Johann Hermann Carmiencke or John Hermann Carmiencke (born at Hamburg in 1810; died at Brooklyn, New York on 15 June 1867) was a landscape painter and etcher.
Related Paintings of John Hermann Carmiencke :. | The Flower Market (mk23) | Gauguin Nature morte aux oiseaux exotiques II | The First-rate ship Royal Sovereign stern quarter view,in a calm | Landscape with Tourists at Loch Katrine | Madonna Benois Madonna with a Flower |
Related Artists:Janos Donat
Janos Donat Location
Donat was born in Klosterneuzell in 1744 and learned painting at M. Meytens, V. Fischer and Sambach in Vienna where he lived for some time and later Prague. In Vienna he became interested in painting portraits. After moving to Pest in 1810 he painted some of his most noted classicist portraits such as Ferenc Kazinczy in 1812 and Benedek Virag in 1815.
He was also noted for his compositions such as Resting Venus, Orfeus and Euridike, and Proserpina which were paintings of mythological creatures.morris hirshfieldNUVOLONE, Panfilo
Italian painter, Lombard school (1581-1651)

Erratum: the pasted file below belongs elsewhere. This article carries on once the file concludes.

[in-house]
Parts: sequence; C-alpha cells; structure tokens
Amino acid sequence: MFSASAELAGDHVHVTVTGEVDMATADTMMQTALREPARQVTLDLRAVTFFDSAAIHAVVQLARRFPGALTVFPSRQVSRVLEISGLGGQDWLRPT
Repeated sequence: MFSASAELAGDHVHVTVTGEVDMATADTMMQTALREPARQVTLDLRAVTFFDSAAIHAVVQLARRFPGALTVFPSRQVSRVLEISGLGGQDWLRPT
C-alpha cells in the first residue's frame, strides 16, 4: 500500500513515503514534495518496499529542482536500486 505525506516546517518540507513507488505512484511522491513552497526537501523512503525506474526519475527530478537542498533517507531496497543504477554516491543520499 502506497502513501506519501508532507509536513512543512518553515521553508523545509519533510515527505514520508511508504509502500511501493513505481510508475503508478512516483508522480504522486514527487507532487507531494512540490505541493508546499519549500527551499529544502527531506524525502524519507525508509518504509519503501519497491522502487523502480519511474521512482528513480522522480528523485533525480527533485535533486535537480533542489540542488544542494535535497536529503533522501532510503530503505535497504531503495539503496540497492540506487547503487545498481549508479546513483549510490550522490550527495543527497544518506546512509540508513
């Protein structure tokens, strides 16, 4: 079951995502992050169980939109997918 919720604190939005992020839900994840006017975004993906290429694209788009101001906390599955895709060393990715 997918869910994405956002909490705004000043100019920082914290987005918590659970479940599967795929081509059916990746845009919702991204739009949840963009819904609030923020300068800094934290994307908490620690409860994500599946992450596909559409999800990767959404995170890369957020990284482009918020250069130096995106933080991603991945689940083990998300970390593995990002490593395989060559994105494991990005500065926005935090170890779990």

After studying with Giovanni Battista Trotti, he moved to Milan, where he is recorded in 1610. The influence of Trotti and of late Cremonese Mannerism is evident in his first known work, SS Nicholas and Costanza Adoring a Miraculous Image of the Virgin (1607; Can?nica d'Adda, S Giovanni Evangelista). In his paintings of scenes from the Life of Samson (1610-14; Milan, S Angelo, Cappella Sansoni) Nuvolone moved away from Trotti, exaggerating the size of the figures and defining form with an academic clarity reminiscent of the contemporary art of Camillo Procaccini. There followed, shortly after the work in S Angelo, frescoes of the Coronation of the Virgin and other scenes in the presbytery of S Maria della Passione in Milan, and, in 1614, a lunette of the Angel Announcing to Mary her Approaching Death for S Domenico, Cremona (Cremona, Mus. Civ. Ala Ponzone). In 1620 he painted the Coronation of the Virgin for the Swiss parish church in Milan (in situ). Still tied stylistically to the earlier work in S Maria della Passione, this demonstrates the difficulty Nuvolone experienced in breaking with the late Mannerism of Giovanni Paolo Lomazzo, Giuseppe Meda (d 1599) and Ambrogio Figino and in adapting to new trends in 17th-century Milanese painting. His Virgin and Child with Two Saints (1624; Milan, S Eustorgio), featuring stiff figures and inflated Mannerist drapery with its metallic folds, indicates continued contact with Procaccini. In the same year he was employed in the decoration of the Collegiata di Appiano Gentile, where he painted two scenes from the Life of St Stephen and a Virgin and Child with SS Anthony and Victor. He continued to produce a vast number of repetitive religious works, yet these are less interesting than his still-life paintings, generally of fruit stands with peaches and grapes presented symmetrically against dark backgrounds.